by Joanna Rutter
The Community-City Working Group came about in March and began hosting the Doing Our Work series in June, after the Charleston Massacre, in a partnership with the Guilford Anti-Racism Alliance. It’s disconcerting to rake through centuries of oppression and discrimination with a fine-toothed comb, as I discovered when I attended a session on race and education earlier this month. It’s because of that pain that I plan on attending the rest of the talks. Here’s why.
As a white person shielded by my privilege, to own the historical narrative of oppression that I’ve benefited from is distasteful, though of course it’s a microscopic discomfort compared to actually bearing the weight of that oppression as a person of color.
The Doing Our Work series, held on the first Monday of the month at Congregational United Church of Christ in Greensboro, mainly functions as a place for white people to be educated about the dark side of our country’s history, acknowledge their part of that story, and then do something about it, though people of all colors attend. I find myself resistant to holding that horrific narrative and accepting the fact that I play an active role in it by simply existing, but as the talks reinforce, I absolutely must if anything is to change. Guilt is not enough.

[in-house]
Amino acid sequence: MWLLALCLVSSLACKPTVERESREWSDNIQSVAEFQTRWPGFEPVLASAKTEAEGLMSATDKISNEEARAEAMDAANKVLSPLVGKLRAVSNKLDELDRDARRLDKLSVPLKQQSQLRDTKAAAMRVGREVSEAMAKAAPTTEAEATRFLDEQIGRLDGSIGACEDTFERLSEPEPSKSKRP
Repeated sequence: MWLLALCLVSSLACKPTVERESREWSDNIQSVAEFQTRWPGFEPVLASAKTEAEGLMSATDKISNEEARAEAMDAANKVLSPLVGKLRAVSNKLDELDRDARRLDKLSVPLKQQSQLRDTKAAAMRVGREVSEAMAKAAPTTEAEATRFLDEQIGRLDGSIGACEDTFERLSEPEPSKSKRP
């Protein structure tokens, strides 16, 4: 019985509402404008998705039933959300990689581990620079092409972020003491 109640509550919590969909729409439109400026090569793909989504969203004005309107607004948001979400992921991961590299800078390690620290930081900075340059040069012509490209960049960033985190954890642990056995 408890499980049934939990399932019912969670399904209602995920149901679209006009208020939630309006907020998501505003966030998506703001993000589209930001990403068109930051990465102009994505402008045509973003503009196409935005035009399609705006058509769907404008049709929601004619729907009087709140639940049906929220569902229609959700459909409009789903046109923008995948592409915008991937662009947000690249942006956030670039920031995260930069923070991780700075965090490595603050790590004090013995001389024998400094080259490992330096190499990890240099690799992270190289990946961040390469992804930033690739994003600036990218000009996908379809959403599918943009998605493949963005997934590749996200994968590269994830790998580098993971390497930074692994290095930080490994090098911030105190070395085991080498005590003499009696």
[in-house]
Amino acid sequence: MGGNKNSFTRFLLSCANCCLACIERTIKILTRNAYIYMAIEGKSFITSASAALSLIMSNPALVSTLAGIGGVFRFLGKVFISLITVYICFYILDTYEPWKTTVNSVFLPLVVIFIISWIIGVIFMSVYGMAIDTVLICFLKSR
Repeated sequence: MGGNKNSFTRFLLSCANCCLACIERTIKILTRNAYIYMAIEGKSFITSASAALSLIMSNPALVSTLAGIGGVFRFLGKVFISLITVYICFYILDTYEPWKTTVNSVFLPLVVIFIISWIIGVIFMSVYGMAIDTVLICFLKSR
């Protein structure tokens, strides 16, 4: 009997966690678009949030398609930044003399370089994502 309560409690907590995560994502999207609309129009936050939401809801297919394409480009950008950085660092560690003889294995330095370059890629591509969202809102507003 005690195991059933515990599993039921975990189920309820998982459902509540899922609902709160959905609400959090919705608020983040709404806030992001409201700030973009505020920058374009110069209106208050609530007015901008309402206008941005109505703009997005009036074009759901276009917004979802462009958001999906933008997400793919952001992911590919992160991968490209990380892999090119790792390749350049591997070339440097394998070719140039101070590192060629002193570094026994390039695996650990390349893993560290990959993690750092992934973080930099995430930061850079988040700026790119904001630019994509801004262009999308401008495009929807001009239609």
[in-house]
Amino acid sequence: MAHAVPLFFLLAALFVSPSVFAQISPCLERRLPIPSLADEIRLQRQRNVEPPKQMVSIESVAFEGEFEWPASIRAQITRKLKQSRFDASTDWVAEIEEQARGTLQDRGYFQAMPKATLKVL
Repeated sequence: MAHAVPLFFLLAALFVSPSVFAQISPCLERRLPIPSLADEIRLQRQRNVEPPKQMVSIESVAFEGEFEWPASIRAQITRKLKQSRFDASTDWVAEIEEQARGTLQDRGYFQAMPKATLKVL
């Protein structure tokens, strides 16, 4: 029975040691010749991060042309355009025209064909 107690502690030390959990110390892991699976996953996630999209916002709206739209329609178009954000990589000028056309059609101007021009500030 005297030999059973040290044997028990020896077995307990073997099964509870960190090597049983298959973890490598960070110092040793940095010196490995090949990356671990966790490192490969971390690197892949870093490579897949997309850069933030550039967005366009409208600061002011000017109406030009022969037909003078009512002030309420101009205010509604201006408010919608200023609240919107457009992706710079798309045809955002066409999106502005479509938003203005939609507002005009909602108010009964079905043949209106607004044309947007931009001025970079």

Perhaps what made the discussion so moving for me was the novelty of its raw honesty. In my experience, the conversations about race I’ve eavesdropped on hosted by white people, or pieces I’ve read about race written by white people, have usually been nestled in the comfort privilege affords, speaking of the oppressor as “the other” and not “us.” Maybe I’ve just been listening to the wrong people. Regardless, Doing Our Work endeavors to pull white people out of that bubble, and it hurts.
After all, in most conversations about race, in my privilege I can remove myself and observe, detached, if I want to. With the spotlight on my privilege and the injustices it was purchased with by my forefathers, though, there is nowhere to hide. Perhaps this is why some tangible action can emerge from these talks. Hearing phrases like “eugenics movement” alongside “testing in the education system” make me nauseated.
And that reaction is a starting point. But voting in a school board who will put better policies in place and not re-segregate schools is the next step. And going to the next session, on March 7, is going to be the step after that.